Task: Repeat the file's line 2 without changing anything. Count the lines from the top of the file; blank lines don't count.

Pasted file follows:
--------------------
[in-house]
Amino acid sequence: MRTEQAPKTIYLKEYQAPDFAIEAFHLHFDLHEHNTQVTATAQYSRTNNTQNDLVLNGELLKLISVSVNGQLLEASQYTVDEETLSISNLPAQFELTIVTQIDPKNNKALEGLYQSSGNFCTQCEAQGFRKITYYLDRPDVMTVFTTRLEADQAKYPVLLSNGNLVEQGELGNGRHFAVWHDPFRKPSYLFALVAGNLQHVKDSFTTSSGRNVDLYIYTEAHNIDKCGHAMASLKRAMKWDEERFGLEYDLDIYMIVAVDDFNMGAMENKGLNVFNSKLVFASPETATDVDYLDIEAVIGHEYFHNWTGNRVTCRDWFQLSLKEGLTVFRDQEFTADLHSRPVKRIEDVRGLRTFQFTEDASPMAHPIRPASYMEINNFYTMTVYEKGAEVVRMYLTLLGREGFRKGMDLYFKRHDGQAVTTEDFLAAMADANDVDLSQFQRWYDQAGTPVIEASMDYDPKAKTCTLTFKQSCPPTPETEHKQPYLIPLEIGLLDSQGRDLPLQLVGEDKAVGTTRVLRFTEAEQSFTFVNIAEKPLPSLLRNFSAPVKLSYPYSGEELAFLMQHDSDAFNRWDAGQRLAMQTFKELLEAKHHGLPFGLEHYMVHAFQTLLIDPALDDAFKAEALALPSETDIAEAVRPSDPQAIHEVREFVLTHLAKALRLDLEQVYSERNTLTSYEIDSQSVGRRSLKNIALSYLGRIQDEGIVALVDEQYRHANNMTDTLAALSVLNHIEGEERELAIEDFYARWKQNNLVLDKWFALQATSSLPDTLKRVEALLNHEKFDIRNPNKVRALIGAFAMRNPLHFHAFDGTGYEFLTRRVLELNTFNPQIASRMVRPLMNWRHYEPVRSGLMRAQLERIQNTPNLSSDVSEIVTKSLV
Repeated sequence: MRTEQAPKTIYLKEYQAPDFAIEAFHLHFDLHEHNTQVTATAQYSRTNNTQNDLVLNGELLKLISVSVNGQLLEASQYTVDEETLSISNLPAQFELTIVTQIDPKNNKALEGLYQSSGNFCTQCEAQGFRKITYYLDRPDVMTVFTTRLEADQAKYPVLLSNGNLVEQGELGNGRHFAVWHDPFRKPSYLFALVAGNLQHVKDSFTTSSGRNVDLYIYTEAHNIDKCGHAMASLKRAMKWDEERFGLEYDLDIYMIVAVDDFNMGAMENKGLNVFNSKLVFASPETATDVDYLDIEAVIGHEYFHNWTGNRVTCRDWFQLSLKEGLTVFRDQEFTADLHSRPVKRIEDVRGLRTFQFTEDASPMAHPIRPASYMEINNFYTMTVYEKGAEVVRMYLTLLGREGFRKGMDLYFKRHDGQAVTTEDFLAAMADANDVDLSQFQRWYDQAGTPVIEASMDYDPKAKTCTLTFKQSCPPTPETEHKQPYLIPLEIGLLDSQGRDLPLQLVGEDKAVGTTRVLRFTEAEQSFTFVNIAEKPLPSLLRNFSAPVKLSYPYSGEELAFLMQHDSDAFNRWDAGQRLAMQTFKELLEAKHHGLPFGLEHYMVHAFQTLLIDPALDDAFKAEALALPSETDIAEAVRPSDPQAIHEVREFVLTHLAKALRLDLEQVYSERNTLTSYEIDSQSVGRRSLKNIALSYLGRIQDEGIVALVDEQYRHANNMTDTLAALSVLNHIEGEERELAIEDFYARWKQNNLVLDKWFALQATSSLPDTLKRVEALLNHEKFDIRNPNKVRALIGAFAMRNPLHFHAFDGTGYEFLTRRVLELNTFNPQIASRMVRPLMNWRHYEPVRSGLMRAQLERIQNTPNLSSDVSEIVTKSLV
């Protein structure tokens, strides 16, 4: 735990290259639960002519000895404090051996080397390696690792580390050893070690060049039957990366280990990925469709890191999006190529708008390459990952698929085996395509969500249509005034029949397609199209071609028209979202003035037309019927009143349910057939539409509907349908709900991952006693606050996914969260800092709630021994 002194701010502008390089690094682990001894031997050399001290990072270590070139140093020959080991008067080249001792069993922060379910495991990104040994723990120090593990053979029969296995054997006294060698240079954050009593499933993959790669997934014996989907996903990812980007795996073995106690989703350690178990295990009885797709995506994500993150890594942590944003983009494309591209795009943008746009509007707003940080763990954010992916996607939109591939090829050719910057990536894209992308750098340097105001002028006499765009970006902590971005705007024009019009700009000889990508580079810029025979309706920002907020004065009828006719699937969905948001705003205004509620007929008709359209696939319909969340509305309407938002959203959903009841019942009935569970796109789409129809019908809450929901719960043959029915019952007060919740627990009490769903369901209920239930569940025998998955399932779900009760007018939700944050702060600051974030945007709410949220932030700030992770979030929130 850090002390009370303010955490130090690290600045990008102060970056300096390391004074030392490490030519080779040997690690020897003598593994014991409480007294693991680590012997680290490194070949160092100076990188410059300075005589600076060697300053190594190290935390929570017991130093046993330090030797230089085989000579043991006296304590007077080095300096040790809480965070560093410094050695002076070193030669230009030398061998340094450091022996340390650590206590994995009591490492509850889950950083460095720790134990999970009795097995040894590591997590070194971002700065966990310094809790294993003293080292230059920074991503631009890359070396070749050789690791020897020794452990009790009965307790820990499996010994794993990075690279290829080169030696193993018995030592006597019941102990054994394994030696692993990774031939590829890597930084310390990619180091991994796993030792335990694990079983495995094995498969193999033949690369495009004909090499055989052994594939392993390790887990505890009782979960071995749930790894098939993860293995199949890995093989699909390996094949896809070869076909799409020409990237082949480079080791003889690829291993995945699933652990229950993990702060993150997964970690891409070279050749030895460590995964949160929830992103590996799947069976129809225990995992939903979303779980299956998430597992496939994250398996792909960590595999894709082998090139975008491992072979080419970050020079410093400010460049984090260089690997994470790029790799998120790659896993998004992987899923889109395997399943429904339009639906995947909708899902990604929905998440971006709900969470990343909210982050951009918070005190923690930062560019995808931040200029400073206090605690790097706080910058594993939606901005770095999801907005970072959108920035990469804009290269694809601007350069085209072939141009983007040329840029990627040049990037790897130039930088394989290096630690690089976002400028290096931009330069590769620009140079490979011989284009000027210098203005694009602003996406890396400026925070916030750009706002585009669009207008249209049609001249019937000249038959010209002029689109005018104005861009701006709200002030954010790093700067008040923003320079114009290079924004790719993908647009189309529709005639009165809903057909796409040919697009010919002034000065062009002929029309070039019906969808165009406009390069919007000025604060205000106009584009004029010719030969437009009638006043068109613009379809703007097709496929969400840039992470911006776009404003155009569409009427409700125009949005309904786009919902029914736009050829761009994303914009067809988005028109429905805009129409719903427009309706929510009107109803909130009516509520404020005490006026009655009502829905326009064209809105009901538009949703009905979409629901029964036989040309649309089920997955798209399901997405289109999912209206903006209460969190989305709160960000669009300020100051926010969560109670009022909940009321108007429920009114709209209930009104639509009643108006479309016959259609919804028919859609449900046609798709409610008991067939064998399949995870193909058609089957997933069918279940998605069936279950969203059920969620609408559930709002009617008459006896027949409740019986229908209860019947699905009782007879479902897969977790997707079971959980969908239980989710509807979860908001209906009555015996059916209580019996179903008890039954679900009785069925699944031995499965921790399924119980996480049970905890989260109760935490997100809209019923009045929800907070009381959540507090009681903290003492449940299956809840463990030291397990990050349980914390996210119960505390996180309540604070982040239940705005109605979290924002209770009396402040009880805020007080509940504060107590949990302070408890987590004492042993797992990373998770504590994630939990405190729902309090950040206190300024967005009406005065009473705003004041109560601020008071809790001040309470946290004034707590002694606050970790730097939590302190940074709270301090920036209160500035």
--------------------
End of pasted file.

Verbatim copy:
Amino acid sequence: MRTEQAPKTIYLKEYQAPDFAIEAFHLHFDLHEHNTQVTATAQYSRTNNTQNDLVLNGELLKLISVSVNGQLLEASQYTVDEETLSISNLPAQFELTIVTQIDPKNNKALEGLYQSSGNFCTQCEAQGFRKITYYLDRPDVMTVFTTRLEADQAKYPVLLSNGNLVEQGELGNGRHFAVWHDPFRKPSYLFALVAGNLQHVKDSFTTSSGRNVDLYIYTEAHNIDKCGHAMASLKRAMKWDEERFGLEYDLDIYMIVAVDDFNMGAMENKGLNVFNSKLVFASPETATDVDYLDIEAVIGHEYFHNWTGNRVTCRDWFQLSLKEGLTVFRDQEFTADLHSRPVKRIEDVRGLRTFQFTEDASPMAHPIRPASYMEINNFYTMTVYEKGAEVVRMYLTLLGREGFRKGMDLYFKRHDGQAVTTEDFLAAMADANDVDLSQFQRWYDQAGTPVIEASMDYDPKAKTCTLTFKQSCPPTPETEHKQPYLIPLEIGLLDSQGRDLPLQLVGEDKAVGTTRVLRFTEAEQSFTFVNIAEKPLPSLLRNFSAPVKLSYPYSGEELAFLMQHDSDAFNRWDAGQRLAMQTFKELLEAKHHGLPFGLEHYMVHAFQTLLIDPALDDAFKAEALALPSETDIAEAVRPSDPQAIHEVREFVLTHLAKALRLDLEQVYSERNTLTSYEIDSQSVGRRSLKNIALSYLGRIQDEGIVALVDEQYRHANNMTDTLAALSVLNHIEGEERELAIEDFYARWKQNNLVLDKWFALQATSSLPDTLKRVEALLNHEKFDIRNPNKVRALIGAFAMRNPLHFHAFDGTGYEFLTRRVLELNTFNPQIASRMVRPLMNWRHYEPVRSGLMRAQLERIQNTPNLSSDVSEIVTKSLV